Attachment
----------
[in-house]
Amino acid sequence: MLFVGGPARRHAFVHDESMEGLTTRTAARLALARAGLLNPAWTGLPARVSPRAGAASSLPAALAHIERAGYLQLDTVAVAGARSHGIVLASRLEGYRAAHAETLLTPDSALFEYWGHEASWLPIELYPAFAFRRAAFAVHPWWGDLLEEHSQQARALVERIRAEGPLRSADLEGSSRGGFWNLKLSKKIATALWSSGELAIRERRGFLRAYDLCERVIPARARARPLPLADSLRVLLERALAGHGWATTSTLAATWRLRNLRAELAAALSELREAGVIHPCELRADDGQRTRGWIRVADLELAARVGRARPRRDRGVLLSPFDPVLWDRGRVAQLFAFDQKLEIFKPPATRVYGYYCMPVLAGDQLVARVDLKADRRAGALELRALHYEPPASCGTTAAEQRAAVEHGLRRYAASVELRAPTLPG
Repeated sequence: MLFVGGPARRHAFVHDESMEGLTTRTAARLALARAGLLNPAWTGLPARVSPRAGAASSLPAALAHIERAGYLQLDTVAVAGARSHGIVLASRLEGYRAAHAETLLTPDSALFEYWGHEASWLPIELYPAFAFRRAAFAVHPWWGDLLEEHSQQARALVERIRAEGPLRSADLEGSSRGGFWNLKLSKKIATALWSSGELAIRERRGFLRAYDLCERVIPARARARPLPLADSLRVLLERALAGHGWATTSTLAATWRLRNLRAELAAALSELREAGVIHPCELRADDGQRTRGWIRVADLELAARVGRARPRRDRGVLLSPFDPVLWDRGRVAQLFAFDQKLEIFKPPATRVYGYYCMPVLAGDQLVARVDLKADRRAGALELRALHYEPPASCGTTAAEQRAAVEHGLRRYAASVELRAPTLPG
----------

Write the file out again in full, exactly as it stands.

[in-house]
Amino acid sequence: MLFVGGPARRHAFVHDESMEGLTTRTAARLALARAGLLNPAWTGLPARVSPRAGAASSLPAALAHIERAGYLQLDTVAVAGARSHGIVLASRLEGYRAAHAETLLTPDSALFEYWGHEASWLPIELYPAFAFRRAAFAVHPWWGDLLEEHSQQARALVERIRAEGPLRSADLEGSSRGGFWNLKLSKKIATALWSSGELAIRERRGFLRAYDLCERVIPARARARPLPLADSLRVLLERALAGHGWATTSTLAATWRLRNLRAELAAALSELREAGVIHPCELRADDGQRTRGWIRVADLELAARVGRARPRRDRGVLLSPFDPVLWDRGRVAQLFAFDQKLEIFKPPATRVYGYYCMPVLAGDQLVARVDLKADRRAGALELRALHYEPPASCGTTAAEQRAAVEHGLRRYAASVELRAPTLPG
Repeated sequence: MLFVGGPARRHAFVHDESMEGLTTRTAARLALARAGLLNPAWTGLPARVSPRAGAASSLPAALAHIERAGYLQLDTVAVAGARSHGIVLASRLEGYRAAHAETLLTPDSALFEYWGHEASWLPIELYPAFAFRRAAFAVHPWWGDLLEEHSQQARALVERIRAEGPLRSADLEGSSRGGFWNLKLSKKIATALWSSGELAIRERRGFLRAYDLCERVIPARARARPLPLADSLRVLLERALAGHGWATTSTLAATWRLRNLRAELAAALSELREAGVIHPCELRADDGQRTRGWIRVADLELAARVGRARPRRDRGVLLSPFDPVLWDRGRVAQLFAFDQKLEIFKPPATRVYGYYCMPVLAGDQLVARVDLKADRRAGALELRALHYEPPASCGTTAAEQRAAVEHGLRRYAASVELRAPTLPG